THE ESSENCE OF INFORMATION: PARADOXES, CONTRADICTIONS, AND SOLUTIONS M. Burgin
Department of Mathematics University of California, Los Angeles 405 Hilgard Ave. Los Angeles, CA 90095 Abstract. The information age is upon us and the main paradox is that there is no satisfactory and commonly accepted answer to the crucial question what information is. This results in a quantity of contradictions,misconceptions, and paradoxes related to the world of information. We consider the existing situation in information studies, which is very paradoxical and inconsistent, in the first part of this paper. To remedy the situation, a new approach in information theory, which is called the general theory of information, is developed. The main achievement of the general theory of information isexplication of a relevant and adequate definition of information. This theory is built as a system of two classes of principles and their consequences. The first class consists of the ontological principles, which are revealing general properties and regularities of information and its functioning. These principles are explicated in the second part of the paper.
1. Introduction The information age isupon us and the main paradox is that there is no satisfactory and commonly accepted answer to the crucial question what information is. We are overwhelmed with myriad of information from a wide spectrum of information sources, such as the World Wide Web, emails, images, speeches, documents, etc. At the same time, our experience demonstrates that common sense understanding of the notion ofinformation may be very misleading. Consequently, we have to go to information science and develop theoretical perspective on entertainment. The main problem is to find the right theory. Looking into information science, we encounter a peculiar situation. On one hand, it has a lot of theories, a diversity of results, and even a proclaimed success. Scientists created a diversity of information theories:statistical or Shannon’s, semantic, algorithmic, qualitative, dynamic and so on. On the other hand, as it is written in the introduction of one authoritative book on information policy, “Our main problem is that we do not really know what information is.” However, the advancement of science is very fast and a new theory appeared recently. It is called the general theory of information. It comprisesall other known theories of information and contains much more. 1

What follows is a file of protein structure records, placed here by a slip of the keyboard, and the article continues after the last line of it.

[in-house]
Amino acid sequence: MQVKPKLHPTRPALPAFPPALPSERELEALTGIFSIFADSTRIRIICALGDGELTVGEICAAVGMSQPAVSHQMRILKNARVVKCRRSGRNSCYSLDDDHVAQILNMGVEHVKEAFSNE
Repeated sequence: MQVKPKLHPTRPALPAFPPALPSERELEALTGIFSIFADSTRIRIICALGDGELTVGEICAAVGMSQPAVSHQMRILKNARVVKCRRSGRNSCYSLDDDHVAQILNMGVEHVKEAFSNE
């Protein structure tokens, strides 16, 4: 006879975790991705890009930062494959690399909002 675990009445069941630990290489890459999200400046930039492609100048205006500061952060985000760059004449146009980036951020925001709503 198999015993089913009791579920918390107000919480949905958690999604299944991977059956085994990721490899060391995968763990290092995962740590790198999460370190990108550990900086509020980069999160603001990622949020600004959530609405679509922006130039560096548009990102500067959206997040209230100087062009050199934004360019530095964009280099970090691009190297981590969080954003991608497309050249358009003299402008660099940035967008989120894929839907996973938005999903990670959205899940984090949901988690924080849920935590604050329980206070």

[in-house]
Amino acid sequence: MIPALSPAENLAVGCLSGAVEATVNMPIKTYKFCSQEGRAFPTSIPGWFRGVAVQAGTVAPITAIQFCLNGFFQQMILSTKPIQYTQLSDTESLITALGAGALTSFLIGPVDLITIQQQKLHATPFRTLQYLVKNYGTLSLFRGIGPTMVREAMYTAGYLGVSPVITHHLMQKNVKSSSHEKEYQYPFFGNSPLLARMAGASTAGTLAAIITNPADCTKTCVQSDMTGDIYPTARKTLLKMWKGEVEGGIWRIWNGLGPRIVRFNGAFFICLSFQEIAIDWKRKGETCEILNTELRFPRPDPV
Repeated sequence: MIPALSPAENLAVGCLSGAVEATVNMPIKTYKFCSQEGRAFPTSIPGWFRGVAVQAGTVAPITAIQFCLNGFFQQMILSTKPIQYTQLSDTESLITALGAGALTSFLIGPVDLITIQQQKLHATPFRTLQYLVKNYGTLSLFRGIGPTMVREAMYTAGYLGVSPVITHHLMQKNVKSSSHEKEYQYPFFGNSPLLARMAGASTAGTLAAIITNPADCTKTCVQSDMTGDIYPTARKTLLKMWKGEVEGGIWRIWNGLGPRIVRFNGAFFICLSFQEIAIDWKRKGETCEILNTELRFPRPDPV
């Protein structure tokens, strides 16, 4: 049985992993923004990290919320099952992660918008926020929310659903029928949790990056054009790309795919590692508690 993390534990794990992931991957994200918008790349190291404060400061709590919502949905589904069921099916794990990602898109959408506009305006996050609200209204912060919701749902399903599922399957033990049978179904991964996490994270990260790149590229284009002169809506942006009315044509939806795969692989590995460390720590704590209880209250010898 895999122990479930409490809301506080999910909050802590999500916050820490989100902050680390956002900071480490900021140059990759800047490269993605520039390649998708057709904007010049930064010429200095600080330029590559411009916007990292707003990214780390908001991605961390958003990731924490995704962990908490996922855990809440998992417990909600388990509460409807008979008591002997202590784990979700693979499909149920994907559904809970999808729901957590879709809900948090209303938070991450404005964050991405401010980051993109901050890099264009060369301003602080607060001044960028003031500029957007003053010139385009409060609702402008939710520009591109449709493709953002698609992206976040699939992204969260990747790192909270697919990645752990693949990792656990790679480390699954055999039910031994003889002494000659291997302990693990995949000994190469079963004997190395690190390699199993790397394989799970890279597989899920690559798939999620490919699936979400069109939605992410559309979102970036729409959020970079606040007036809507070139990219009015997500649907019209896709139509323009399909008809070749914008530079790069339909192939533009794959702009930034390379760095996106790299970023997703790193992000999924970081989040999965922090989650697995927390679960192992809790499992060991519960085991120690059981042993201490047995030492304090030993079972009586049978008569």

There have been a lot of discussions and different approaches have been suggested trying to answer the question what information is. According to (Flückiger, 1995), in modern information theory a distinction is made between structural-attributive and functional-cybernetic types of theories. While representatives of the formerapproach conceive information as structure, like knowledge or data, variety, order, and so on; members of the latter understand information as functionality, functional meaning or as a property of organized systems. The principal achievement of the general theory of information is that it explains and determines what information is. The new approach changes drastically our understanding ofinformation, this one of the most important phenomena of our world. It displays that what people call information is, as a rule, only a container of information but not information itself. This theory reveals fascinating relations between matter, knowledge, energy, and information. The general theory of information is built as a system of principles that represent intrinsic properties of information andinformation processes. The set of the main principles consists of two parts: basic ontological and basic axiological principles. Basic ontological principles are formulated and investigated in the fourth section of the paper. They reflect the most essential properties of information as a natural, social, and technological phenomenon as well as regularities of information functioning. This provides a...
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